I have to tell you, both were disappointing. I couldn't really understand the attraction of watercress (though combined with hardboiled egg and mayonnaise  - a recipe from one of the cooking books I also happened to have borrowed from the library - it was just about OK). But the radishes were a total bust! I think that in combination with the descriptions of Dick and George wolfing them down, the very word 'radish' sounded delicious to me. So the bland, pale, hard white radishes I grew were a horrible disappointment. Worst of all was I'd been very successful and had an enormous crop which I couldn't give away fast enough!




Whenever I took a break from all that planting and weeding (not!) I was off to do the other thing I liked to do in the garden – pretending to be a spy! I would get down on my tummy and crawl between the vegetable ridges, pretending I was sneaking up on some bad guys or escaping from some bad guys… and you know, I think this is really what Lola Plants a Garden is about. It's about the fact that little kids are like little sponges – soaking up experiences and trying stuff out and working out how the world works and who they are and how they fit. And it's about the fact that we must not limit their options or their imaginations. Too often we see a little girl who loves reading and we put her in the 'cerebral'  box. We buy her more books (good thing) and read to her (good thing) but perhaps forget that on other days she may enjoy running in the garden just as much… We see a little girl who loves to run about and we put her in the 'sporty box'. We sign her up for after school sports clubs (good thing) and cheer her from the sidelines (good thing) but perhaps forget that once in a while she might like to sit and listen to a story… We see a little girl who loves dressing up and we put her in the 'artistic' box and we sign her up for art class (good thing) and dance class (good thing) but forget that once in a while she might like to run about in the mud or plant some flowers…

I was that mix of things – a crazy reader, soaking up information and stories but then acting them out, running about, pretending… getting muddy. I was fortunate that my parents accepted that mixed up bundle of stuff and it wasn't really until my teens when I started to run middle-distance competitively that these two sides of my personality seem a problem to other people. My running club peers were curious about my 'bookishness', seeing it as at odds with my my passion for running and some of my 'cerebral' friends thought  my love of physical exertion was just weird. (And did I mention that I was also into art and played two musical instruments). Happily, none of my friends were anything other than puzzled by my 'other' interests and I continued with them all.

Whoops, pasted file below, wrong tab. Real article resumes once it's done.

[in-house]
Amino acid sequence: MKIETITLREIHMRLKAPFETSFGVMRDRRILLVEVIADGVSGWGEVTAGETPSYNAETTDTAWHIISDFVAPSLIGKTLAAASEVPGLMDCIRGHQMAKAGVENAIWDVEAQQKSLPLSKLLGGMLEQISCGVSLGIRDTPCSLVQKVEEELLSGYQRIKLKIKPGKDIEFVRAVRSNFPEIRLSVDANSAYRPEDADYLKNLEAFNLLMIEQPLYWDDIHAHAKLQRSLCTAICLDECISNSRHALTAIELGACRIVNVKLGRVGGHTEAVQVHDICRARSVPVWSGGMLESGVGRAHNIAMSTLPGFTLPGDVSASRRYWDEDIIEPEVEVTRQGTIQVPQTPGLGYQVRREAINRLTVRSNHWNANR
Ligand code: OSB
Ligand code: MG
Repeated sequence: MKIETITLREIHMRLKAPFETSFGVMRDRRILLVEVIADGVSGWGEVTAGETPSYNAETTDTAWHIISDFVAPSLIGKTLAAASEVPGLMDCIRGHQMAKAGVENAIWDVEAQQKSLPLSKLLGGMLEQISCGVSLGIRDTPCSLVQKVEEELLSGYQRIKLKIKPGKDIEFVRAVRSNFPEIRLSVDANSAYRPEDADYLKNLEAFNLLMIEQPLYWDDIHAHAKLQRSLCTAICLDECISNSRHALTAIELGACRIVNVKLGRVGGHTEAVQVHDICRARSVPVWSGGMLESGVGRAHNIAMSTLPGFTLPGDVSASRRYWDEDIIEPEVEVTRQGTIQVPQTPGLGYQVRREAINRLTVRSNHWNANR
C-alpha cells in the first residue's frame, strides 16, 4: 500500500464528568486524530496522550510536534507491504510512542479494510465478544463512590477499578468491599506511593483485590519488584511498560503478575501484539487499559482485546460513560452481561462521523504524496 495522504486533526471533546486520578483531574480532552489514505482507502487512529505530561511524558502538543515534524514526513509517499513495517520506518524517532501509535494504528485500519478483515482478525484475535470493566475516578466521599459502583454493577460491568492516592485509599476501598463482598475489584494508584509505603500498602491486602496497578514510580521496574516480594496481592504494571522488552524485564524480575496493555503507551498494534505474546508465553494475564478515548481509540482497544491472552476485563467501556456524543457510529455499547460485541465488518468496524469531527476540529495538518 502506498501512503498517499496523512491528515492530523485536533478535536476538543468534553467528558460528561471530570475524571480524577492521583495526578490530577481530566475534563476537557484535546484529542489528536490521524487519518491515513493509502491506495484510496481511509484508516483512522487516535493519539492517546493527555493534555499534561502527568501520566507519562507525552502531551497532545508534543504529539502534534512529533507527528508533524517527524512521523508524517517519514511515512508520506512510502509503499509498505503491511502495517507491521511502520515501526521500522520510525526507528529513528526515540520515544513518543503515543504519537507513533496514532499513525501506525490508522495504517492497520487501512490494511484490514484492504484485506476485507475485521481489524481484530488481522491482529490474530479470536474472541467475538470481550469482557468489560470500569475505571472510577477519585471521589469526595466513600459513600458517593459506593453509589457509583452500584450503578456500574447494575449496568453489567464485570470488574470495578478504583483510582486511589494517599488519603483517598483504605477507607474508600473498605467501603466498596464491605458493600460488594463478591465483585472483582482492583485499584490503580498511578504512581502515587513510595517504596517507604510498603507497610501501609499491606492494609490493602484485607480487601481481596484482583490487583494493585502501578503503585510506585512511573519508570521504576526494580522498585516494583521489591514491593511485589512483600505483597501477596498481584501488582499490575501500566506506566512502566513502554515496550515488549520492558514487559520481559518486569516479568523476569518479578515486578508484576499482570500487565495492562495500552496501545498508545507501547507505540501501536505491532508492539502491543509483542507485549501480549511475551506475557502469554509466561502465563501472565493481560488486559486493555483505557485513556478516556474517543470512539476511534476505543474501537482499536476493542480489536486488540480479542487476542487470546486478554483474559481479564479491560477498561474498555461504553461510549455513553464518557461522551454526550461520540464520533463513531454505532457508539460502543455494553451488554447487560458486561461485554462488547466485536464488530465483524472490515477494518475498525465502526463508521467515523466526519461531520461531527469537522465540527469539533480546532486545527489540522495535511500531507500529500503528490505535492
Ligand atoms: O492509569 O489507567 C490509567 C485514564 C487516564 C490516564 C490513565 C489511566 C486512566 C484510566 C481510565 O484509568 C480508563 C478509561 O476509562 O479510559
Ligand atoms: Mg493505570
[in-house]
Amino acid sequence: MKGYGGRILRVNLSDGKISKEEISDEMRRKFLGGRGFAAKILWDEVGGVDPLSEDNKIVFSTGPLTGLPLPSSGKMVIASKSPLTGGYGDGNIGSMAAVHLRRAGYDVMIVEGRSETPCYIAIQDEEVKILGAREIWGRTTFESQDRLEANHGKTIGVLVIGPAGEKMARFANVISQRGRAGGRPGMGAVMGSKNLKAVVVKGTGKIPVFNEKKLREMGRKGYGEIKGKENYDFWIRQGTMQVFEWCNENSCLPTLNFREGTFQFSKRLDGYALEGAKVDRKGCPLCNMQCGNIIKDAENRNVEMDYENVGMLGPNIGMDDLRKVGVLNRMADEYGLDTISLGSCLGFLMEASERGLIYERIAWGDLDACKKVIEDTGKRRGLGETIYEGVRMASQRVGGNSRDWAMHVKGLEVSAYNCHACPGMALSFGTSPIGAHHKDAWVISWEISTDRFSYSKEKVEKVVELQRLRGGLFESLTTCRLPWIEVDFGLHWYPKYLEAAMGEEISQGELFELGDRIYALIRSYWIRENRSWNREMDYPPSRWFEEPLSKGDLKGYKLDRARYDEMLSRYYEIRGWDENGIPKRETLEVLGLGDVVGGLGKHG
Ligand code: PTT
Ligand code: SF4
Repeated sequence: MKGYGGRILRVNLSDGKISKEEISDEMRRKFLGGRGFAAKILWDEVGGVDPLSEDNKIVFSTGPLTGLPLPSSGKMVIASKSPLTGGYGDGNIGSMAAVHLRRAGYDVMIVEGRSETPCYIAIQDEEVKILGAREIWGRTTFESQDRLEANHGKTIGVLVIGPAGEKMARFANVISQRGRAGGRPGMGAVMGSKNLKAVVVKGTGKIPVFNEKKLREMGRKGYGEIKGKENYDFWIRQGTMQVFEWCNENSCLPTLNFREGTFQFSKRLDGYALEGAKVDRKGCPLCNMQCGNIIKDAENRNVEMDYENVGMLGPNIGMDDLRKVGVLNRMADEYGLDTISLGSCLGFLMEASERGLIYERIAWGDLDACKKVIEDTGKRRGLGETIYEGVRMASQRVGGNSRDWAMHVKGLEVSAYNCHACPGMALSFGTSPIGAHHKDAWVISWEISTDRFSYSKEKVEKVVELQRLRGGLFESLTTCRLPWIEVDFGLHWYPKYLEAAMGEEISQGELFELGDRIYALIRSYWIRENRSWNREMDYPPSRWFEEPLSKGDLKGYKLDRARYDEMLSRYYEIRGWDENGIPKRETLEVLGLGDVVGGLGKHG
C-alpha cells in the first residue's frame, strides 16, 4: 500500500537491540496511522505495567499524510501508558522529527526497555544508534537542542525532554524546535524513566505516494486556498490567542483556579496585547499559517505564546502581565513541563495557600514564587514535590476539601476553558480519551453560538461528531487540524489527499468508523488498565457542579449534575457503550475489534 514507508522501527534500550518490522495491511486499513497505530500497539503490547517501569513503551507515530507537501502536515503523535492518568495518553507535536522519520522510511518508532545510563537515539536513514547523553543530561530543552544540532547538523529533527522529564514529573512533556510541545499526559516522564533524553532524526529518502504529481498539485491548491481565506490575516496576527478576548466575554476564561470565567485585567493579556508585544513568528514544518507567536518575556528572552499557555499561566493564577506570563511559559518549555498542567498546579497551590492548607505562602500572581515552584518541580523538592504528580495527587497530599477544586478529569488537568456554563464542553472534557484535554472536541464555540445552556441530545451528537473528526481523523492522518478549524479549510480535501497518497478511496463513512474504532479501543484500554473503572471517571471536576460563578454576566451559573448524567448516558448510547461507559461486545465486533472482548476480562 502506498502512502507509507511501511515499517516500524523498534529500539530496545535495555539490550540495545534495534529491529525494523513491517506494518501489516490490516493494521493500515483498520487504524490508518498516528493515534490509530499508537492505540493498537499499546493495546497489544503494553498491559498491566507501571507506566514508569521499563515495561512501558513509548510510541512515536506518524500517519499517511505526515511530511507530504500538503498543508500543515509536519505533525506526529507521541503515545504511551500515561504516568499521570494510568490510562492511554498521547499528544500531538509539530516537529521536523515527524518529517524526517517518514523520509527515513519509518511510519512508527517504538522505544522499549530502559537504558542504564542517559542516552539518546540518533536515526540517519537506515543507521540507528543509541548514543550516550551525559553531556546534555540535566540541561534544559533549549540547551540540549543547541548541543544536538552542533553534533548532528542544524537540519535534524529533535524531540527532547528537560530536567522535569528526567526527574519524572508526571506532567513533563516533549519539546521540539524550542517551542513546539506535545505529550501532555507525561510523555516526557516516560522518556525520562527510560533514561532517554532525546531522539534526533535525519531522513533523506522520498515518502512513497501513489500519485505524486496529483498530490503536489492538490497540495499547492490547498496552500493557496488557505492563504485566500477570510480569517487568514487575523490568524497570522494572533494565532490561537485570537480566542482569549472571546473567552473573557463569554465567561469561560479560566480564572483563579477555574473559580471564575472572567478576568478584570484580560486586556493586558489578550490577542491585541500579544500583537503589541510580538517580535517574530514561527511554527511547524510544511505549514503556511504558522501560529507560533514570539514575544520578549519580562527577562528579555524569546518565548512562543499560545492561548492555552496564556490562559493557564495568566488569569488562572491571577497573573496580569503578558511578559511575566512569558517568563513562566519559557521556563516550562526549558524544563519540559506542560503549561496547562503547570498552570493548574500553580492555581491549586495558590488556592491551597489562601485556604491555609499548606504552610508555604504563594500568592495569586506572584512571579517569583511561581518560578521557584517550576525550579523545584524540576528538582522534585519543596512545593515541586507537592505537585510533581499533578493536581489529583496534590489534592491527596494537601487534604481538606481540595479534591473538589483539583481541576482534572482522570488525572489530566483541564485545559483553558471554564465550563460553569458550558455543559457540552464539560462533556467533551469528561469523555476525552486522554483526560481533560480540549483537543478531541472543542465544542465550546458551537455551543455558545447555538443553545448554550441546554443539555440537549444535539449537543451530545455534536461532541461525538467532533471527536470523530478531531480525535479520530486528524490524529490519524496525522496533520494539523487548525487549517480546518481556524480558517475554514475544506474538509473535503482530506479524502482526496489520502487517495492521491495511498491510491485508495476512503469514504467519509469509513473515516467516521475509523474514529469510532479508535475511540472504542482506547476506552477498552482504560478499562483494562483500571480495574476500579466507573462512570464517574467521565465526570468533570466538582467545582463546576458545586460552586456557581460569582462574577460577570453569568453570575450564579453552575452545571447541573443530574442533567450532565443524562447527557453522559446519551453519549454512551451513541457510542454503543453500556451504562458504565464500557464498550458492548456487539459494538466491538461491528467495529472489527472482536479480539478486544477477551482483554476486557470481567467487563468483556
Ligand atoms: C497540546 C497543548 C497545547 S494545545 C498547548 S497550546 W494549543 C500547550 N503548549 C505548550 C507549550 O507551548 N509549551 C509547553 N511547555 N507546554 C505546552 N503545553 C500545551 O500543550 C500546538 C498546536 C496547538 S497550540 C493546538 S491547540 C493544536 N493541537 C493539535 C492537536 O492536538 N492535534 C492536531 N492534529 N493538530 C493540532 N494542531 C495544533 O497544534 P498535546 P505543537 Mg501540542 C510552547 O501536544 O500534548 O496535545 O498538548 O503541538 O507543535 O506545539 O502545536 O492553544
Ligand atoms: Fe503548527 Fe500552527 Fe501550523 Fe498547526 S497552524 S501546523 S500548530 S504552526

But more and more I see a modern trend to channel people into a particular stream earlier and earlier (I think so they can be sold things more efficiently). The tailored advertising of the 'if you liked that author/musician/dress – you'll like this author/musician/dress' is ubiquitous. It may seem innocuous, but is a symptom of a world where we are encouraged to identify with a particular (and often narrow) set of values/ambitions and stick with them. When applied to young children, this tendency to label and contain seems to me to be kicking in earlier and earlier. I have parents of 2-year olds tell me 'he's not really into books' as if this is a fixed character trait like having brown eyes (and as if ANY trait is fixed in a 2-year old) and I see parents dress their little girls as princesses and wonder why they don't want to run and play outside.

So Lola Plants a Garden is about ALL of that… It's about a little girl who is like a little sponge, soaking up information about the world around her; acting out things from books; trying out different roles and figuring out what makes her happy and where she fits in the world…


Lola loves to sit on her mom's lap and read books together. 


 Anna McQuinn is the author of Lola at the Library and other books about book-loving Lola, as well as Leo Loves Baby Time. Her newest book--Lola Plants a Garden--will be available August 5, 2014. Visit Anna online at www.annamcquinn.comIllustrations by Rosalind Beardshaw.